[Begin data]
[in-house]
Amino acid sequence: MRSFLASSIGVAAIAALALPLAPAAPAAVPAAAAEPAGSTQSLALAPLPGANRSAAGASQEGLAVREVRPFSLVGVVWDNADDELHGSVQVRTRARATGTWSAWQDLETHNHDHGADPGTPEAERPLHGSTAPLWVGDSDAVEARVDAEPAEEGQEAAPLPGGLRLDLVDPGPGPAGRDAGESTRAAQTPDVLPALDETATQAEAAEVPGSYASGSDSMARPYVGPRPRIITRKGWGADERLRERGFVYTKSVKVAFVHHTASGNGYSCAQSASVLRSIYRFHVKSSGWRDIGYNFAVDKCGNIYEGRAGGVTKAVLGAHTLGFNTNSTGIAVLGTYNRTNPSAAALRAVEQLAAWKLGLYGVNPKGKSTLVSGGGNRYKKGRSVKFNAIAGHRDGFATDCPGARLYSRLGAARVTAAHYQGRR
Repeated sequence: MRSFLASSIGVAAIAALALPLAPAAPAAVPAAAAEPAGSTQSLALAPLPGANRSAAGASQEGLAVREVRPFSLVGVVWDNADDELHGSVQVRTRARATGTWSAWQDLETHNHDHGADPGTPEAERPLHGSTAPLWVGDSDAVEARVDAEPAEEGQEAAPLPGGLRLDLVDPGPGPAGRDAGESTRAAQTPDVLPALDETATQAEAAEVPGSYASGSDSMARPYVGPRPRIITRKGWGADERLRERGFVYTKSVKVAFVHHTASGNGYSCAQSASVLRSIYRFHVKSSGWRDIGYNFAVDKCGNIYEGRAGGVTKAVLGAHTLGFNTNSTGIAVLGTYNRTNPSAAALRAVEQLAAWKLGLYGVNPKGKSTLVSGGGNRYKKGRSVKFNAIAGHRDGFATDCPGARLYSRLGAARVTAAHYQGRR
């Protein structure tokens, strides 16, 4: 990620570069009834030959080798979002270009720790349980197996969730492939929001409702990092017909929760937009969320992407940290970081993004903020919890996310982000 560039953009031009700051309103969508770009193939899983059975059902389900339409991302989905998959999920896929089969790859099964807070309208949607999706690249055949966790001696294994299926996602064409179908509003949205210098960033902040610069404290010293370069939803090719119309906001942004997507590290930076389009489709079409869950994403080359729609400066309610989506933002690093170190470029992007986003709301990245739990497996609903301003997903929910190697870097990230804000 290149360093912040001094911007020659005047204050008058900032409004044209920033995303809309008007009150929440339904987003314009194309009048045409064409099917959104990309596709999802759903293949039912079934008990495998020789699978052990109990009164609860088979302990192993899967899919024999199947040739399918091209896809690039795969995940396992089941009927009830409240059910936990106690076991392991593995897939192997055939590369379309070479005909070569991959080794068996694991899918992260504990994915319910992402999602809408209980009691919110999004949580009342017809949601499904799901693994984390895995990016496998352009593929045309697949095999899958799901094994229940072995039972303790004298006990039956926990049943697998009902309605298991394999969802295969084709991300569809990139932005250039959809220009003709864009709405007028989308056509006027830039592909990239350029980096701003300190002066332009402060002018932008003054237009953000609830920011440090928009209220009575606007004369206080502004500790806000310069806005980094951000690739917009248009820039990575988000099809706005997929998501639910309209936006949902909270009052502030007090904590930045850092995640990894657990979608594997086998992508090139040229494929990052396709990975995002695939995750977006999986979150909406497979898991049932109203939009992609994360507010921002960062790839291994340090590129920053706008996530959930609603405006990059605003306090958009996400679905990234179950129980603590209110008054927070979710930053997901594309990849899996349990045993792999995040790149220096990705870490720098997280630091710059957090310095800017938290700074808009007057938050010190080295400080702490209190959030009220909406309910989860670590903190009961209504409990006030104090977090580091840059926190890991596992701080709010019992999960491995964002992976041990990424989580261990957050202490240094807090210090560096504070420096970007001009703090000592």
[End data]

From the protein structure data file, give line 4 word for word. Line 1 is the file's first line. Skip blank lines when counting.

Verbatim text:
């Protein structure tokens, strides 16, 4: 990620570069009834030959080798979002270009720790349980197996969730492939929001409702990092017909929760937009969320992407940290970081993004903020919890996310982000 560039953009031009700051309103969508770009193939899983059975059902389900339409991302989905998959999920896929089969790859099964807070309208949607999706690249055949966790001696294994299926996602064409179908509003949205210098960033902040610069404290010293370069939803090719119309906001942004997507590290930076389009489709079409869950994403080359729609400066309610989506933002690093170190470029992007986003709301990245739990497996609903301003997903929910190697870097990230804000 290149360093912040001094911007020659005047204050008058900032409004044209920033995303809309008007009150929440339904987003314009194309009048045409064409099917959104990309596709999802759903293949039912079934008990495998020789699978052990109990009164609860088979302990192993899967899919024999199947040739399918091209896809690039795969995940396992089941009927009830409240059910936990106690076991392991593995897939192997055939590369379309070479005909070569991959080794068996694991899918992260504990994915319910992402999602809408209980009691919110999004949580009342017809949601499904799901693994984390895995990016496998352009593929045309697949095999899958799901094994229940072995039972303790004298006990039956926990049943697998009902309605298991394999969802295969084709991300569809990139932005250039959809220009003709864009709405007028989308056509006027830039592909990239350029980096701003300190002066332009402060002018932008003054237009953000609830920011440090928009209220009575606007004369206080502004500790806000310069806005980094951000690739917009248009820039990575988000099809706005997929998501639910309209936006949902909270009052502030007090904590930045850092995640990894657990979608594997086998992508090139040229494929990052396709990975995002695939995750977006999986979150909406497979898991049932109203939009992609994360507010921002960062790839291994340090590129920053706008996530959930609603405006990059605003306090958009996400679905990234179950129980603590209110008054927070979710930053997901594309990849899996349990045993792999995040790149220096990705870490720098997280630091710059957090310095800017938290700074808009007057938050010190080295400080702490209190959030009220909406309910989860670590903190009961209504409990006030104090977090580091840059926190890991596992701080709010019992999960491995964002992976041990990424989580261990957050202490240094807090210090560096504070420096970007001009703090000592």